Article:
But if I've retained any Japanese readers to-day; Ohayo gozaimasu! Dozo yoroshiku. Benkyo!
Eto . . . I saw Cloverfield last night. Which I pretty much liked. I think most of the problems I had with it were my own fault. The handheld camera thing doesn't really do much for me--the conceit that it's somehow more realistic than traditional filmmaking doesn't hold water with me, as I can see a million and one ways in which what I'm seeing is artificial anyway. And there's something else about faux home movies that I've generally found to be true that I first saw Roger Ebert point out in his review for Reality Bites;
The friends are about as inane and boring as most people are while goofing off in front of a camera, but what's remarkable is how badly the footage is shot. The camera operator has no notion of how to frame a shot, how to hold the camera steady, or how to choose subject matter. The result looks like something that might have been obtained by the Monkeycam on the Letterman program.
Also, I'm finding that, with even insurance commercials now featuring ultra-realistic shock accidents, and video game trailers showing gritty street fight footage with aliens, I'm getting kind of numbed to that shock-effect. More effective in Cloverfield, I found, were all the quiet moments where the characters were waiting for what was going to happen next. The Statue of Liberty's head landing in the street didn't get me--it was everyone getting used to the idea of it sitting there. The cameraman zooms in for a moment on her eye, which struck me as kind of an interesting moment.
I felt like a lot of time was spent trying to prove to the audience that a giant, rampaging monster could be effective on a visceral level. I was already on that page, but I liked things like quick shots of hastily abandoned restaurant tables covered in dust.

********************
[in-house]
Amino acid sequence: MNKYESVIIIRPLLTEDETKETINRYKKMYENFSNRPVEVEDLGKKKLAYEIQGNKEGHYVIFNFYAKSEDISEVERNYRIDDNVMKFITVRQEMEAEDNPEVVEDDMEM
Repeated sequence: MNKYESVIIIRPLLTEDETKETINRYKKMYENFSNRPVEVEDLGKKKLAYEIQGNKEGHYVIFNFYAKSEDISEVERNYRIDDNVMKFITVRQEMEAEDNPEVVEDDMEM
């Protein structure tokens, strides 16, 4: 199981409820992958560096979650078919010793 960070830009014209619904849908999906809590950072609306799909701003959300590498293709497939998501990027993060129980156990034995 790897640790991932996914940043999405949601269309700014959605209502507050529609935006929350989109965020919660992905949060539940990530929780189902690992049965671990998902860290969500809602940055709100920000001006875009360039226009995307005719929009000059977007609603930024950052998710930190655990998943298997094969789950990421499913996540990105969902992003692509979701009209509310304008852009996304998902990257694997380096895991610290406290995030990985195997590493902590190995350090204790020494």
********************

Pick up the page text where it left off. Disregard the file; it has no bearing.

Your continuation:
The saddest part of the movie for me, though, was thinking, "All these people are going to die without ever finding out what it's like to have a personality." Marlena seemed to have something more to her, but for the most part, everyone felt rigorously empty, especially the other two girls. Something's wrong when, during a monster attack, all I can think about is how long Lily can keep those pumps on. I kept thinking of Ghostbusters, and how much it helped that movie that the heroes had personalities. When three of Cloverfields protagonists were trudging up a building's stairwell, I kept wanting one of them to say, "Tell me when we get there. I'm gonna throw up."
But I don't know. Maybe it was intentional.
I don't really mind reveals of the monster. I wish it had been given a stranger, more interesting design. But they must have done something right, because I found myself wanting to see Evangelion unit 01 fighting it.